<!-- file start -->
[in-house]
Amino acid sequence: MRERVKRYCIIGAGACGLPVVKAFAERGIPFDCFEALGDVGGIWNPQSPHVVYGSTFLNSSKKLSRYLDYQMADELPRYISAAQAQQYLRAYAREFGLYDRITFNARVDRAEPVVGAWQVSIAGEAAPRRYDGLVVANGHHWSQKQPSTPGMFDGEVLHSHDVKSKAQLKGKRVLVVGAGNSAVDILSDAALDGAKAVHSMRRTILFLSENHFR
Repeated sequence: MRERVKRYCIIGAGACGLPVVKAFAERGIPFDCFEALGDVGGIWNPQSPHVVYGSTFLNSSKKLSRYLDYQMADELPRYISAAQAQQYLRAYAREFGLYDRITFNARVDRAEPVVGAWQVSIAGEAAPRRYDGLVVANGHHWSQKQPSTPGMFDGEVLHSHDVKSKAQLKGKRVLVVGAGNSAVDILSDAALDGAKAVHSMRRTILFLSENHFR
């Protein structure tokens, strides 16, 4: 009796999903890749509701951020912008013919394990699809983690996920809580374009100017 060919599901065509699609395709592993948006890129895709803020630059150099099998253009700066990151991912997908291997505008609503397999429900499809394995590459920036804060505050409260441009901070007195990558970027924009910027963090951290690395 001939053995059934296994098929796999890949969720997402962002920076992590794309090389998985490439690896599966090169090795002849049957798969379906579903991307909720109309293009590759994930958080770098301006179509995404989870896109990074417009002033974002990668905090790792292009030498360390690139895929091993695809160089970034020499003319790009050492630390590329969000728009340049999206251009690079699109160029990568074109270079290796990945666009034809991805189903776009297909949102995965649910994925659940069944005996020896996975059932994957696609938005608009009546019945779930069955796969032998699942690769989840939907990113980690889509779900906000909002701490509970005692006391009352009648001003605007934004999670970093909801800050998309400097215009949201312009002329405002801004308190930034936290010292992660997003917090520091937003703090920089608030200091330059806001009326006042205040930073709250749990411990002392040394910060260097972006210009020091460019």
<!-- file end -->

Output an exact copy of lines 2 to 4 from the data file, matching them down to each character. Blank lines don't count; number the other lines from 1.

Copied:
Amino acid sequence: MRERVKRYCIIGAGACGLPVVKAFAERGIPFDCFEALGDVGGIWNPQSPHVVYGSTFLNSSKKLSRYLDYQMADELPRYISAAQAQQYLRAYAREFGLYDRITFNARVDRAEPVVGAWQVSIAGEAAPRRYDGLVVANGHHWSQKQPSTPGMFDGEVLHSHDVKSKAQLKGKRVLVVGAGNSAVDILSDAALDGAKAVHSMRRTILFLSENHFR
Repeated sequence: MRERVKRYCIIGAGACGLPVVKAFAERGIPFDCFEALGDVGGIWNPQSPHVVYGSTFLNSSKKLSRYLDYQMADELPRYISAAQAQQYLRAYAREFGLYDRITFNARVDRAEPVVGAWQVSIAGEAAPRRYDGLVVANGHHWSQKQPSTPGMFDGEVLHSHDVKSKAQLKGKRVLVVGAGNSAVDILSDAALDGAKAVHSMRRTILFLSENHFR
């Protein structure tokens, strides 16, 4: 009796999903890749509701951020912008013919394990699809983690996920809580374009100017 060919599901065509699609395709592993948006890129895709803020630059150099099998253009700066990151991912997908291997505008609503397999429900499809394995590459920036804060505050409260441009901070007195990558970027924009910027963090951290690395 001939053995059934296994098929796999890949969720997402962002920076992590794309090389998985490439690896599966090169090795002849049957798969379906579903991307909720109309293009590759994930958080770098301006179509995404989870896109990074417009002033974002990668905090790792292009030498360390690139895929091993695809160089970034020499003319790009050492630390590329969000728009340049999206251009690079699109160029990568074109270079290796990945666009034809991805189903776009297909949102995965649910994925659940069944005996020896996975059932994957696609938005608009009546019945779930069955796969032998699942690769989840939907990113980690889509779900906000909002701490509970005692006391009352009648001003605007934004999670970093909801800050998309400097215009949201312009002329405002801004308190930034936290010292992660997003917090520091937003703090920089608030200091330059806001009326006042205040930073709250749990411990002392040394910060260097972006210009020091460019």